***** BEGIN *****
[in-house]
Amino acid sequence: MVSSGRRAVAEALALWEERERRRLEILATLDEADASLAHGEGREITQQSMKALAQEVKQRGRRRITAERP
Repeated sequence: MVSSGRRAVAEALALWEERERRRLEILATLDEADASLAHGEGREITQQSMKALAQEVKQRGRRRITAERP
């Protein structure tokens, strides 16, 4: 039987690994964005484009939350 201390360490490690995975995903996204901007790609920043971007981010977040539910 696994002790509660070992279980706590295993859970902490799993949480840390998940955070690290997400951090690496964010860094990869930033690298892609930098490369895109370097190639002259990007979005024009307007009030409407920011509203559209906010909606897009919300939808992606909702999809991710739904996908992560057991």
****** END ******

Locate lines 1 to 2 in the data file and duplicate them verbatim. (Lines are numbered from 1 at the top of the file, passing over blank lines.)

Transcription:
[in-house]
Amino acid sequence: MVSSGRRAVAEALALWEERERRRLEILATLDEADASLAHGEGREITQQSMKALAQEVKQRGRRRITAERP